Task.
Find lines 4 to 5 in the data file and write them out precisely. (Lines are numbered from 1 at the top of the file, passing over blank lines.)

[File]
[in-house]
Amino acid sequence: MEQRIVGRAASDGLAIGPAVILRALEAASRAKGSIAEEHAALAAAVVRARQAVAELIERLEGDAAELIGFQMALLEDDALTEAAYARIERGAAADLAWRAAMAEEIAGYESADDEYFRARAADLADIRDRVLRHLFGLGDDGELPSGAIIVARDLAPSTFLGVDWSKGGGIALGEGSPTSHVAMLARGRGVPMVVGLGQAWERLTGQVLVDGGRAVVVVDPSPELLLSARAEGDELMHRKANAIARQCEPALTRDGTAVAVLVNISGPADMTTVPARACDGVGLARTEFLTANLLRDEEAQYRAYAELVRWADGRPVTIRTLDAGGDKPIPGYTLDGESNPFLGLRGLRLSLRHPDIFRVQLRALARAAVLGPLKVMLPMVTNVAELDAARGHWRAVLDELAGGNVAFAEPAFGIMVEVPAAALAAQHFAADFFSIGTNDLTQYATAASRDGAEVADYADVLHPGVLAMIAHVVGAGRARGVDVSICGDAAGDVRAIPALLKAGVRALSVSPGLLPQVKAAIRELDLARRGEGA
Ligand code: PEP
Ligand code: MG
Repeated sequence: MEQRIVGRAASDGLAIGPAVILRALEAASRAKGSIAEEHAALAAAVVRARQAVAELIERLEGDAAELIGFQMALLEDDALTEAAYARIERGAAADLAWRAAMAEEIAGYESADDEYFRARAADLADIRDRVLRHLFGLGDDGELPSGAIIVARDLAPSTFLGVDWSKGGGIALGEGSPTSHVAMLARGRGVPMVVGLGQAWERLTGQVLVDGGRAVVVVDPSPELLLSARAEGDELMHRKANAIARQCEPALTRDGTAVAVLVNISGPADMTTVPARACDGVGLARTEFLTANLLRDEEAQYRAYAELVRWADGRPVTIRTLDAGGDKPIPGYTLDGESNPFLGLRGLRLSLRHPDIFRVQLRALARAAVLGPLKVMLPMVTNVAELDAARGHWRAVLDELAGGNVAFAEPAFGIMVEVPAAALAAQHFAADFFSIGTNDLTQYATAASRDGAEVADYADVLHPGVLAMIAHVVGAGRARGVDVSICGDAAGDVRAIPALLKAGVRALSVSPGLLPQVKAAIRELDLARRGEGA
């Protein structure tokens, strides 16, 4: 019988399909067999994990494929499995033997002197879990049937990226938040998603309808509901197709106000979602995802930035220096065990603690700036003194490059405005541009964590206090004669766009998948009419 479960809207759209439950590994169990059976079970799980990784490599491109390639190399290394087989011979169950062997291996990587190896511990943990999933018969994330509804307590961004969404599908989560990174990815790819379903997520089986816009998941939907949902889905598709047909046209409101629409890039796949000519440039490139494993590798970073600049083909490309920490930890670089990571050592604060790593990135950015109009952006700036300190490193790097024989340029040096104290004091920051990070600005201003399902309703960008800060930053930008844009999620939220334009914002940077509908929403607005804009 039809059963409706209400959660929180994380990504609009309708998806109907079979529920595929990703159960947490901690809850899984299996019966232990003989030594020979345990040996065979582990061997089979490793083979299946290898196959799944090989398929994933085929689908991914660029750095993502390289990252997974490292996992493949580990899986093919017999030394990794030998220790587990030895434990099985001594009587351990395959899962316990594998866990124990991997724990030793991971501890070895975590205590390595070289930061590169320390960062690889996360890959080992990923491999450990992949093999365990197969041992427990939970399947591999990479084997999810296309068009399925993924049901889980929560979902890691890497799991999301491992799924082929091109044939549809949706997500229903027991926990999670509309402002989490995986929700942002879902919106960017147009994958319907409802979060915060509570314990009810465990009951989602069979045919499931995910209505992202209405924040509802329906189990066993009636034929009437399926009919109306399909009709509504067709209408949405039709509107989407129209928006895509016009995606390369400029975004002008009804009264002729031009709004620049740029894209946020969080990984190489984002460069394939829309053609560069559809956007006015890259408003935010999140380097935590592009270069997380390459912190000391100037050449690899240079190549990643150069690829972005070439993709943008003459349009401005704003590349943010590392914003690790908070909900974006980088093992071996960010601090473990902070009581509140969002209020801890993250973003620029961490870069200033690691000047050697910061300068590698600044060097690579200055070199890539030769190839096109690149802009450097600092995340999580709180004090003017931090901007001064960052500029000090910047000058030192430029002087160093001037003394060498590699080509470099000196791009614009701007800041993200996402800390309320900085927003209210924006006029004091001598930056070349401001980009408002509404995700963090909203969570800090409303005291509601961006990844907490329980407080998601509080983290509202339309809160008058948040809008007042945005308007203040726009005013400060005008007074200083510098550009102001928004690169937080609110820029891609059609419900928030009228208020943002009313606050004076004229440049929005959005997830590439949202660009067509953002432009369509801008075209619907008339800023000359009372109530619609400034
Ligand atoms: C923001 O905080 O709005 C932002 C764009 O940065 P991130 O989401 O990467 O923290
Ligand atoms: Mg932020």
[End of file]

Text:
Ligand code: MG
Repeated sequence: MEQRIVGRAASDGLAIGPAVILRALEAASRAKGSIAEEHAALAAAVVRARQAVAELIERLEGDAAELIGFQMALLEDDALTEAAYARIERGAAADLAWRAAMAEEIAGYESADDEYFRARAADLADIRDRVLRHLFGLGDDGELPSGAIIVARDLAPSTFLGVDWSKGGGIALGEGSPTSHVAMLARGRGVPMVVGLGQAWERLTGQVLVDGGRAVVVVDPSPELLLSARAEGDELMHRKANAIARQCEPALTRDGTAVAVLVNISGPADMTTVPARACDGVGLARTEFLTANLLRDEEAQYRAYAELVRWADGRPVTIRTLDAGGDKPIPGYTLDGESNPFLGLRGLRLSLRHPDIFRVQLRALARAAVLGPLKVMLPMVTNVAELDAARGHWRAVLDELAGGNVAFAEPAFGIMVEVPAAALAAQHFAADFFSIGTNDLTQYATAASRDGAEVADYADVLHPGVLAMIAHVVGAGRARGVDVSICGDAAGDVRAIPALLKAGVRALSVSPGLLPQVKAAIRELDLARRGEGA